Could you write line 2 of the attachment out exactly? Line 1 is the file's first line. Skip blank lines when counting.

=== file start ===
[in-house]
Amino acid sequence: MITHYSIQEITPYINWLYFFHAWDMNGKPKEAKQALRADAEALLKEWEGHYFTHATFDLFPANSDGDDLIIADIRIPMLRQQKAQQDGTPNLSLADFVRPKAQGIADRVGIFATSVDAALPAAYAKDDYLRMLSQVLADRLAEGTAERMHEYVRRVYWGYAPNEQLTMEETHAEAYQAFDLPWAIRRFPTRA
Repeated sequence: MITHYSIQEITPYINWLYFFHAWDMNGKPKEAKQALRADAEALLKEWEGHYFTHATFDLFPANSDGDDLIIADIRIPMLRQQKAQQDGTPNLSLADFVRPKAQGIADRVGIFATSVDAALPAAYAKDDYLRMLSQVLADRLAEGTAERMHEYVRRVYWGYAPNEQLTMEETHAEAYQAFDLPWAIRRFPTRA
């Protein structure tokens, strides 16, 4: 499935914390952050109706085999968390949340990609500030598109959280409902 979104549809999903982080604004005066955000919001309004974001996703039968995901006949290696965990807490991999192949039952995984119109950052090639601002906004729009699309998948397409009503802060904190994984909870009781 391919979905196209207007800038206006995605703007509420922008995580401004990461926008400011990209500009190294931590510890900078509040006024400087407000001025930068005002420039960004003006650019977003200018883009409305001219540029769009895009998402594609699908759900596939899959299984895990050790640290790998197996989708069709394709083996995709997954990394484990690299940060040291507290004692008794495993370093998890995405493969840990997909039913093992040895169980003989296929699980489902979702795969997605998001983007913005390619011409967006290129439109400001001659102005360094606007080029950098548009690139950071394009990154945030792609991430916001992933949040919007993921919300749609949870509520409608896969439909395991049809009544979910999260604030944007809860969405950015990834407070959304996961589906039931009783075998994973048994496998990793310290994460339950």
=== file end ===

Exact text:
Amino acid sequence: MITHYSIQEITPYINWLYFFHAWDMNGKPKEAKQALRADAEALLKEWEGHYFTHATFDLFPANSDGDDLIIADIRIPMLRQQKAQQDGTPNLSLADFVRPKAQGIADRVGIFATSVDAALPAAYAKDDYLRMLSQVLADRLAEGTAERMHEYVRRVYWGYAPNEQLTMEETHAEAYQAFDLPWAIRRFPTRA